University of Michigan spending $440 million to upgrade residence halls
By the end of 2013, the University of Michigan will have spent $440 million updating residence halls since 2006.
Prior to Mary Sue Coleman becoming U-M president in 2002, the school had not built or seriously renovated a residence hall in 32 years. Now, U-M is building or renovating a hall once every year.
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“Our halls were far from state of the art,” Coleman said in an interview. “We went too long in between (updates), and that’s when you get behind.”
The result of the five-year effort is striking. Everything in the updated dorms —from the light fixtures to bathroom backsplashes to lounge furniture to the new iMac models in study areas— is set to impress.
“We’re not doing this necessarily to compete with other schools; we're doing this to provide a good residential experience that students today and in the next several years will expect,” said Peter Logan, University Housing communications director. “It does play into our ability to attract good students.”
Linda Newman, director of University Housing, said that residence halls could be the factor that pushes students toward U-M.
“There are many factors that go into a student making a choice, and if all things are equal between the two schools and the residence halls are more comfortable —have more space, more bathrooms— I think we would find students gravitating toward the more comfortable living space,” Newman said. “It is a serious contender for the overall quality of a student’s experience.”
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Logan and Newman said the mega-million price tag is par for the course.
“It’s like a small city that we’re managing here,” Logan said. “It is a lot of money and it doesn’t fully address the infrastructure needs that are out there.”
The following residence halls have undergone or are about to undergo renovations. North Quad is the only wholly new structure on the list.
- East Quadrangle Renovation: Currently in the planning stages with a budget of $119 million.
- Lawyers Club: Currently in the planning stages with a budget of $39 million.
- Alice C. Lloyd Hall: Currently under construction with a budget of $56 million.
- Couzens Hall: Reopened in 2011 after $49 million renovation.
- North Quad: Opened in 2010 after $75 million construction project.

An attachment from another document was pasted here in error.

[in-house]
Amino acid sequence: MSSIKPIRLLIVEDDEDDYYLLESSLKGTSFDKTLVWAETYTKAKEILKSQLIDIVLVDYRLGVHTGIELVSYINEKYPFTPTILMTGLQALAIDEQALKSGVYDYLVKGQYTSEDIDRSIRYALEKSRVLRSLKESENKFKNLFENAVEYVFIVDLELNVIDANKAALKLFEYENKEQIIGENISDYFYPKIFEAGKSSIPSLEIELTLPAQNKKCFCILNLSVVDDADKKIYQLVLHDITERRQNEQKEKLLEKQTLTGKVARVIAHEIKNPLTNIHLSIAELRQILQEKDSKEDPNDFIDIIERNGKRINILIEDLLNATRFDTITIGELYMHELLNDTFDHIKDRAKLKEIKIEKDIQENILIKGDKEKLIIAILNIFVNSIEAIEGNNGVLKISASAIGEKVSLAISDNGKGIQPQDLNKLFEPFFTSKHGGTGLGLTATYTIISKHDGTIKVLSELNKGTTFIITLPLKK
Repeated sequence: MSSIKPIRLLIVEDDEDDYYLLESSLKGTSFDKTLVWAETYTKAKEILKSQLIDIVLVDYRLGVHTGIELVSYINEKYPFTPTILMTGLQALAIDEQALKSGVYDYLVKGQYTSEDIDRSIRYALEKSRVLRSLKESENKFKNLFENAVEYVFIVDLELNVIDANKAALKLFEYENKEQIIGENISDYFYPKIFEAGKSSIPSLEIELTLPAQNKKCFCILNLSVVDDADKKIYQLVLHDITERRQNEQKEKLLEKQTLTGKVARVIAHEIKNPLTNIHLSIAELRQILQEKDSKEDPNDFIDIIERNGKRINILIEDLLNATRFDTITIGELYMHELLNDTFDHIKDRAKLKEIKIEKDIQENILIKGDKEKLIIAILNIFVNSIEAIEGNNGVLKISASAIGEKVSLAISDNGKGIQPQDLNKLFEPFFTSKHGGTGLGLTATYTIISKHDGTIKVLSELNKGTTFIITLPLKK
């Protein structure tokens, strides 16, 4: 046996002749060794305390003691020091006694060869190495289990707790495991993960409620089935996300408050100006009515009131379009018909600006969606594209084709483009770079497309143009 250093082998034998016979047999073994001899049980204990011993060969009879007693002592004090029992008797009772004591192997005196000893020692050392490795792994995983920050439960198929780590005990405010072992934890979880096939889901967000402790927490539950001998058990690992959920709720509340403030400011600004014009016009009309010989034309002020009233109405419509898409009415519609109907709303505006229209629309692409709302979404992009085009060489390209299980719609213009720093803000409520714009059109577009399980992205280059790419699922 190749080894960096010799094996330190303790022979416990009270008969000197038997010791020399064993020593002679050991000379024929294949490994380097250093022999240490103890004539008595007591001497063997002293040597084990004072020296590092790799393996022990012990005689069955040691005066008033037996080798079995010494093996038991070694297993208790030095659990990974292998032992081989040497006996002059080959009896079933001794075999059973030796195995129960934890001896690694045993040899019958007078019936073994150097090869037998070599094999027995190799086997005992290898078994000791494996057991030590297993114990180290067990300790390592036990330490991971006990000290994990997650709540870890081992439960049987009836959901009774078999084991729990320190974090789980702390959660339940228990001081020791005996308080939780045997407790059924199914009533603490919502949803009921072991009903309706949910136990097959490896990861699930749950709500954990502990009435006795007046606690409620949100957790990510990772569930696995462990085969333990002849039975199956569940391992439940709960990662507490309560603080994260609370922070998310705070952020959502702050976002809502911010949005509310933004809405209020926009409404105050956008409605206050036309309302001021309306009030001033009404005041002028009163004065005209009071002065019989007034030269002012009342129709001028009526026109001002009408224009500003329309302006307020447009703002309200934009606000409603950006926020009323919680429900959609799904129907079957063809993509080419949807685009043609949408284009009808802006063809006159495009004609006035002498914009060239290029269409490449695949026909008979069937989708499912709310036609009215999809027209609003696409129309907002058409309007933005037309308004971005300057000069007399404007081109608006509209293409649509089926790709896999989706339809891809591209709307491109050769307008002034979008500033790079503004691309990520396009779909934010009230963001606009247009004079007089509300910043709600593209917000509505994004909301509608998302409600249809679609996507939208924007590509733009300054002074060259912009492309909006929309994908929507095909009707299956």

- Stockwell Hall: Reopened in 2009 after a 39.6 million renovation.
- Hill Dining Center: Reopened in 2008 after 21 million renovation.
- Mosher Jordan Hall: Reopened in 2008 after 44.1 million renovation.
Aside from the Lawyer’s Club renovation, which is being paid for in part by a large donation and in part by the law school, the majority of residence hall renovations are funded by University Housing, which derives its funding from student room and board fees.
Since the residence life initiative started, University Housing has set aside 2 percent of student room and board fees for the renovations.
“We don’t have $40 million that we're handing over every year; the 2 percent that we assign to the residence life initiative projects is paying for the financing for these projects,” Logan said.
In the past two years, student dorm fees have increased by 3 percent each year. This year's increase marks a $276 increase in the rate for a student in a standard double room. A double room is now $9,468 per year. A single room is $11,300.
Of the renovation costs, Logan says 85 to 90 percent is to improve the infrastructure of the updated residence halls. The remaining 10 to 15 percent goes toward finishings and furniture.
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At Couzens Hall, a $49 million renovation project, $1.5 million was spent on furniture. Of that $1.5 million, about $750,000 was spend on dormitory room desks, beds and dressers. The remaining $750,000 was spent on common area furniture.
“The aesthetics is very important,” said Coleman of the new dorms. “It’s crucial . The aesthetics of a place really adds to the whole experience.”
Aside from the dorm renovations, Logan said it is normal for University Housing to spend about $8.5 million in large-scale maintenance projects per year.